The symptom that causes the most concern for most bursitis patients is pain. If it worsens when you move the associated body part, you should be alert to other symptoms and seek medical help sooner rather than later. Additional bursitis signs and symptoms include:
- Stiffness and achiness
- Redness at the pain site
- Swelling at the pain site
- Warmth in the damaged joint
You might also have an otherwise unexplained fever and chills, especially if your case of bursitis was caused by an infection. Infection is a rare cause, though, with more common causes that can include:
- Poor posture
Playing a musical instrument can also cause bursitis. All these activities have one thing in common—repetitive motion and muscle overuse. Non-repetitive motion causes include misaligned joints, bone spurs, and having different leg lengths. Your chiropractor will discuss your symptoms, activities, and lifestyle to determine the cause of yours.
What Chiropractic Treatments Are Available for Bursitis?
Chiropractic medicine focuses on the way your body and its system connect and relate to each other. It treats musculoskeletal disorders and nerve damage by providing pain relief without reliance on medications.
It offers multiple disciplines for treating bursitis and its accompanying pain and inflammation that make movement difficult.
How Physical Therapy Treats Bursitis
Physical therapy, also called physiotherapy, can increase range of motion and relieve pressure points. It can also restore strength in weakened joints with targeted stretches and gradual extensions without stressing the bursitis site.
Pain Management for Bursitis Relief
Chiropractic pain management therapies use hot and cold techniques to soothe injured areas and reduce inflammation. They are sometimes combined with effective pain medications. Medication could be necessary if your bursitis is caused by an infection or if the fluid in your bursa becomes infected.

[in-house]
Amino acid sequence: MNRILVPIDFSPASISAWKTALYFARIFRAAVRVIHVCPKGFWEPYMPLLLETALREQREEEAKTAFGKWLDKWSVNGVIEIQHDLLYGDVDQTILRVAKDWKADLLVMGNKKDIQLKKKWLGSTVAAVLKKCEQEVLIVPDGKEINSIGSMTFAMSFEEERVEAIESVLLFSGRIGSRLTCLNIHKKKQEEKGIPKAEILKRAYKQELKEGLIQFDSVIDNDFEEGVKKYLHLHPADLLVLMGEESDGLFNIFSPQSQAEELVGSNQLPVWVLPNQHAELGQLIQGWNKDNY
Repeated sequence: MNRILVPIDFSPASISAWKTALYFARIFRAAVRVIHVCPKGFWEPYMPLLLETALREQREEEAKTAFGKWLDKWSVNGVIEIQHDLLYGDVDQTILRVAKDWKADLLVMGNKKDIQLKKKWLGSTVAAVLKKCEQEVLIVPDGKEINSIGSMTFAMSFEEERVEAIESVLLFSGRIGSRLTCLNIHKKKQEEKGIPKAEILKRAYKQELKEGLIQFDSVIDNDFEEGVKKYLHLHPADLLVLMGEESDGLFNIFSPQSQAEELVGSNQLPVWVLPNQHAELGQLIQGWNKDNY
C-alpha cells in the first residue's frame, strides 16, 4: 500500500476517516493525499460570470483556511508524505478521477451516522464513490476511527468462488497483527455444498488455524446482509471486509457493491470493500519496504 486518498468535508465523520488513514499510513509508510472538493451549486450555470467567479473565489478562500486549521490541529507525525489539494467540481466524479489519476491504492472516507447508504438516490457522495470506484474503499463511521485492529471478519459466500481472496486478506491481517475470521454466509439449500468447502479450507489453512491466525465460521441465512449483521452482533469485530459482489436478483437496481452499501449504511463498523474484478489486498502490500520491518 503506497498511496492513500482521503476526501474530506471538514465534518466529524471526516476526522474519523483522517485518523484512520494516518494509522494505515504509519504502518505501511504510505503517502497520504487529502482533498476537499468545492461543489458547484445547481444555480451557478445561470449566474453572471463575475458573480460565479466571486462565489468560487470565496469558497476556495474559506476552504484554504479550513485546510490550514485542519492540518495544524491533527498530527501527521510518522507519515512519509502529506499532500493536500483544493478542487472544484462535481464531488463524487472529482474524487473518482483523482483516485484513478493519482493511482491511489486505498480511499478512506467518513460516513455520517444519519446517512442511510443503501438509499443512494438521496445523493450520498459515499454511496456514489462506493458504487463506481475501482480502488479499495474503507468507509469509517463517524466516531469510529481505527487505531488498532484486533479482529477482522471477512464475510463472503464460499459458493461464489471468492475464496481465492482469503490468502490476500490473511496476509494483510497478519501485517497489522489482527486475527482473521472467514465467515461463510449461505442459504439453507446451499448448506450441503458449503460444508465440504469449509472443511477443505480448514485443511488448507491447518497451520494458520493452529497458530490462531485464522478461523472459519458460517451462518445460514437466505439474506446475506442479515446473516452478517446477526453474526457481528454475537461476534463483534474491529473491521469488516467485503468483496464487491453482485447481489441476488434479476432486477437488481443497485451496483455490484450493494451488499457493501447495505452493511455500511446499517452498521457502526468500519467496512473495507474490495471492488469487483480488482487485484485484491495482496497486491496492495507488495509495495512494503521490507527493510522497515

Rehabilitation Can Promote Long-Term Relief
Long-term pain management can keep you feeling better. Rehabilitation combined with corresponding complementary treatments and therapies can extend the effects of your treatments.
Massage Therapy Can Soothe Aches and Pains Away
The gentle pressure and strategic muscle stimulation of massage therapy simultaneously promote relaxation and healing. Your healthcare team will explain the variety of massage techniques and which will offer you the most relief.
Joint Manipulation Can Relieve the Pressure of Bursitis
Bursitis affects your joints, so relieving pressure on those areas also lessens pain. This technique is applied carefully to avoid putting too much pressure on the joint, which can cause added aggravation.
Neurology to Treat Afflicted Nerves
The joints in your body contain lots of nerves. Depending on where bursitis is afflicting you, treating the nearby nerves with chiropractic care can provide pain relief.
Call Naples Community Injury Center for Help Treating Bursitis Pain
If you are suffering from the pain of bursitis, your condition can be treated. Bursitis is not permanent, though the pain can last for a long time—weeks or even months—without appropriate medical treatment.